Consultant Al Ries is not a big fan of convergence, the process by which high-tech marketers keep trying to jam every possible function under the sun into one (preferably small) device. Al sent me an item out of USA Today with a note, "Convergence strikes again." The article reported National Semi-conductor's Origami prototype stole the Comdex Show with a gizmo, the size of a large paperback book, that is a "video camera/still camera/e-mail terminal/-handheld computer/video confer- encing device that twists and turns like a Rubik's Cube."
Most consumers don't want the combinations of stuff marketers want to sell them; they'd rather put together what they want the way they want it. For instance, PC users this year don't feel the need to upgrade to a more powerful computer. Instead, they are "tempted to spend money on new ways to use the computers they already own: digital music players and rewritable CD drivers," The New York Times reports.
That's why AOL Time Warner's new CEO has his work cut out. AOL is basing many of its growth projections on selling its customer all kinds of fancy upgrades, such as broadband, entertainment systems and financial transaction hookups. Its strategy, in the words of Chief Operating Officer Bob Pittman, is one of "blurring the lines between AOL and cable to offer more and more services to generate maximum income."
The only issue, a stock analyst told us, "is how do you make sure you integrate all the various operating businesses, figure out how to cross-promote and drive AOL to the promise of integrating all the business in this new converged age?"
That, of course, is the $64 question. I'm equally skeptical of financial companies that think they can sell people a whole smorgasbord of financial services once they've gotten their foot in the door. I don't know about you but I resent some guy trying to sell me a life insurance policy or mutual fund just because I might have a checking account at that institution.
The key here is whether to even expect such cross selling as a rationale for mergers. Such synergies most times never take place and all that's left are two companies trying desperately to sell stuff to each other's customers-who are extremely reluctant to buy. What's often overlooked is that consumers and business-to-business customers are perfectly able to put together combinations from various vendors all by themselves. They don't need to be prodded to do so by piling one service on top of another. Wouldn't it be more productive to concentrate on making products that people want, and that aren't forced down their throats?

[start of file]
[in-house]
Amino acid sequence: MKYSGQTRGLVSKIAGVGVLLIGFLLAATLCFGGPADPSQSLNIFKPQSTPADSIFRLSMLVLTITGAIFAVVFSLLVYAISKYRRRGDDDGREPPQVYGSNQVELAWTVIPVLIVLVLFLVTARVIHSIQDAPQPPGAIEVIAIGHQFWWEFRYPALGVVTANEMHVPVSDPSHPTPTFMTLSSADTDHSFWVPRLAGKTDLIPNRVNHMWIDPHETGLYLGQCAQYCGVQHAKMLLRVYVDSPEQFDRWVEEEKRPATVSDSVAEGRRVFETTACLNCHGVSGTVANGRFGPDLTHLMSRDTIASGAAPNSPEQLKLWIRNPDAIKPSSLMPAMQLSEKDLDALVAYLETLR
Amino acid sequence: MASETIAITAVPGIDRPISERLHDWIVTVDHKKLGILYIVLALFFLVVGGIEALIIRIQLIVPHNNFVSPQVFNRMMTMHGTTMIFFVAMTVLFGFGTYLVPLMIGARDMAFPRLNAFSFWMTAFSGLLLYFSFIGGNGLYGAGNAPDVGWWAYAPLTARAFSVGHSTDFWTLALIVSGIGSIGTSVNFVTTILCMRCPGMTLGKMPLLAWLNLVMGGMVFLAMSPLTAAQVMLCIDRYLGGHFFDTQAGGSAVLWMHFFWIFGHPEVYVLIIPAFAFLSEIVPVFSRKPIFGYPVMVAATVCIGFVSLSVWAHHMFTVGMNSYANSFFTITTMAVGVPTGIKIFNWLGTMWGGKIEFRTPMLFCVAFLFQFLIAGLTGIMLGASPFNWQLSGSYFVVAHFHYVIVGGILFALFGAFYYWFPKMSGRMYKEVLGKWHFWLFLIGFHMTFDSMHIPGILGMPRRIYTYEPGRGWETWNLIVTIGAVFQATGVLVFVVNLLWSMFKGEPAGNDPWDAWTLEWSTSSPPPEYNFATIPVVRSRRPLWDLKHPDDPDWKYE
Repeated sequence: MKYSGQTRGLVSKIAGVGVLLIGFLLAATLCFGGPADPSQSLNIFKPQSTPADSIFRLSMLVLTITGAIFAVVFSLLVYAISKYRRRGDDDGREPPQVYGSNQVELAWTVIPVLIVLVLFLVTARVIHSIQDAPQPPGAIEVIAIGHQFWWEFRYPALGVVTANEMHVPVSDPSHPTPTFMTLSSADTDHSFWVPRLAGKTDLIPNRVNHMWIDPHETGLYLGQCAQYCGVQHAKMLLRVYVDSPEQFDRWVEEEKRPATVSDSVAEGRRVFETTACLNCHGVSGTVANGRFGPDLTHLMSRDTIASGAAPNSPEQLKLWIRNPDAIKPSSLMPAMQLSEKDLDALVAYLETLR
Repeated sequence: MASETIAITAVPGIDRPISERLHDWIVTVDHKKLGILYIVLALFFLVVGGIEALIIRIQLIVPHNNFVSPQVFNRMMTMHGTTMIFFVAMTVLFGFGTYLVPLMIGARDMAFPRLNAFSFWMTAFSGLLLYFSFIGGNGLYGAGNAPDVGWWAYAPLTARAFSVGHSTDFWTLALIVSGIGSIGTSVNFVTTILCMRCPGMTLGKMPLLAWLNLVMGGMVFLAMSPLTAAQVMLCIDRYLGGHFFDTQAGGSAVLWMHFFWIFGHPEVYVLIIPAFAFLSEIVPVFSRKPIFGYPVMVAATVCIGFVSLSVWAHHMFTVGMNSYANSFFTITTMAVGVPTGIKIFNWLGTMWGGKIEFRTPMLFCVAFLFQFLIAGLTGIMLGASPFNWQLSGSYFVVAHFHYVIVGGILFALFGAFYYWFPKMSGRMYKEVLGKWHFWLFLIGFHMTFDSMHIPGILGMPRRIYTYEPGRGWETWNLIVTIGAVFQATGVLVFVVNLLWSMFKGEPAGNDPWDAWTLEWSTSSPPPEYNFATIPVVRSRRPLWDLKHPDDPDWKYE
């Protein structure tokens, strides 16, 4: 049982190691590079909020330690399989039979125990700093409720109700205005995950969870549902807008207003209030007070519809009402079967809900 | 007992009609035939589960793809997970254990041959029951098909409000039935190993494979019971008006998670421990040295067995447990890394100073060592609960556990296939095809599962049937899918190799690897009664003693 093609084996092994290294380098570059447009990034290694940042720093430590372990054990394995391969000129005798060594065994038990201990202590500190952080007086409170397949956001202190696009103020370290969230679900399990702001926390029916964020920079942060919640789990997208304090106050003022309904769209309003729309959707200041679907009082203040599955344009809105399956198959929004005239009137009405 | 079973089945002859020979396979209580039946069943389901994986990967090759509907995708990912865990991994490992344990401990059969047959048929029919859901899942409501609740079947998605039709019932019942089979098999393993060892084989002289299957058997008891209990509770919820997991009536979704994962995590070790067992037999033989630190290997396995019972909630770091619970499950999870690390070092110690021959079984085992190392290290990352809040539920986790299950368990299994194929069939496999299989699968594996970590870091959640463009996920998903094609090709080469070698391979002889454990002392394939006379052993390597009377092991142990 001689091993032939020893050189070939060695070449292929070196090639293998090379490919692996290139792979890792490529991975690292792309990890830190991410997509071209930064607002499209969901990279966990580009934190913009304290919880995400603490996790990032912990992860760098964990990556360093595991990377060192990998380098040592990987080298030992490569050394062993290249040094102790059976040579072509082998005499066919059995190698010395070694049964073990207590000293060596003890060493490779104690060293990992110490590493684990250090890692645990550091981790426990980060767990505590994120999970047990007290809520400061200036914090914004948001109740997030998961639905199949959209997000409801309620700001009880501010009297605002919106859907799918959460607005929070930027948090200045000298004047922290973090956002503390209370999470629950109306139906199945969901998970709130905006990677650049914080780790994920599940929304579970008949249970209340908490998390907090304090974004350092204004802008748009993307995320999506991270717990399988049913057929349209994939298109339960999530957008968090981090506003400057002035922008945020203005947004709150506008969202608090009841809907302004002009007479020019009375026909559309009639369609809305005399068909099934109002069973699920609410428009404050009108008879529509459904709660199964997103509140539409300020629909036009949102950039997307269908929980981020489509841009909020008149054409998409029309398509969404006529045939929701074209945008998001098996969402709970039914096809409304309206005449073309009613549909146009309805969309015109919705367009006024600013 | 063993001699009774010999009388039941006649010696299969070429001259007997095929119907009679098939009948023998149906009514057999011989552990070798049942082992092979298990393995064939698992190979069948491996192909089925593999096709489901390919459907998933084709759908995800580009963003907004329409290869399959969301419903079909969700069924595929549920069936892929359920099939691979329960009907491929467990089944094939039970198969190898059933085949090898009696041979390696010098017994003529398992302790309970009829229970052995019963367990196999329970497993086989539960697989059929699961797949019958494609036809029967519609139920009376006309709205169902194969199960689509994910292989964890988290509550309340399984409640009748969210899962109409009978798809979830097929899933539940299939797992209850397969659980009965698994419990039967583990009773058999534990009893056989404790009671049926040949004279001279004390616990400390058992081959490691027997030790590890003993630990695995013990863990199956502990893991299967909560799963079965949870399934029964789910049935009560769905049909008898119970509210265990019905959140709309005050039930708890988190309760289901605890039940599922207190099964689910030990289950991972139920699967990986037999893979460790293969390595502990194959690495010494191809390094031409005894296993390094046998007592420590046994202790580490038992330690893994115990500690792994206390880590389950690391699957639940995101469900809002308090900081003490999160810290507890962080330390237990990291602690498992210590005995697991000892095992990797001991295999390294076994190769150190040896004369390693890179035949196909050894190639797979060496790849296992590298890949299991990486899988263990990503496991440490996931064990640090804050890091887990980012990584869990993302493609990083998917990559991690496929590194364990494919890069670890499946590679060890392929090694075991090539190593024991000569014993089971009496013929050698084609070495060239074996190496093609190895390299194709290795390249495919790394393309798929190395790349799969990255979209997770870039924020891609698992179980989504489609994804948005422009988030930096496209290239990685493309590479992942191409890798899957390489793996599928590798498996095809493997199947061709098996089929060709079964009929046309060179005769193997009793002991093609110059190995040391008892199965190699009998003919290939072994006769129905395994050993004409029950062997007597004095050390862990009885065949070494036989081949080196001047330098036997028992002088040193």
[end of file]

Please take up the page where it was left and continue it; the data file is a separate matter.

Al Ries has an interesting take on all this. "Why is much advertising so deadly dull?" he asked. "Perhaps it's the lack of real product innovation-products that are new and different and serve a real need. One culprit, in our opinion, is the concept of convergence. Instead of trying to create exciting new products, companies are spending billions of dollars trying to combine existing products." Al recommends a return to "divergency thinking-thinking that built new markets, new brands and exciting advertising."
My friend Bernice Kanner contends that just because high tech companies can combine all sorts of exotic features doesn't mean they should. "This is `build-it-and-they-will-come' thinking," Bernice told me. "But they won't." She's just written a book called, "Are You Normal About Money?" She said one of the lessons from the book is that the same sort of company-centric thinking applies to how companies perceive how we value money. For instance, marketers like to conjure up the joy of spending money. But Bernice said her research found most people find it more pleasurable to make it than spend it.
Also, marketers may like to believe money can buy happiness but just 13% of people believe it can, with men slightly more likely to subscribe to this notion than women.
The moral of the story is that marketers need to take a more realistic view of what their customers want. Just because they have the capability to make it or combine it with other things doesn't mean that consumers will beat a path to their doors.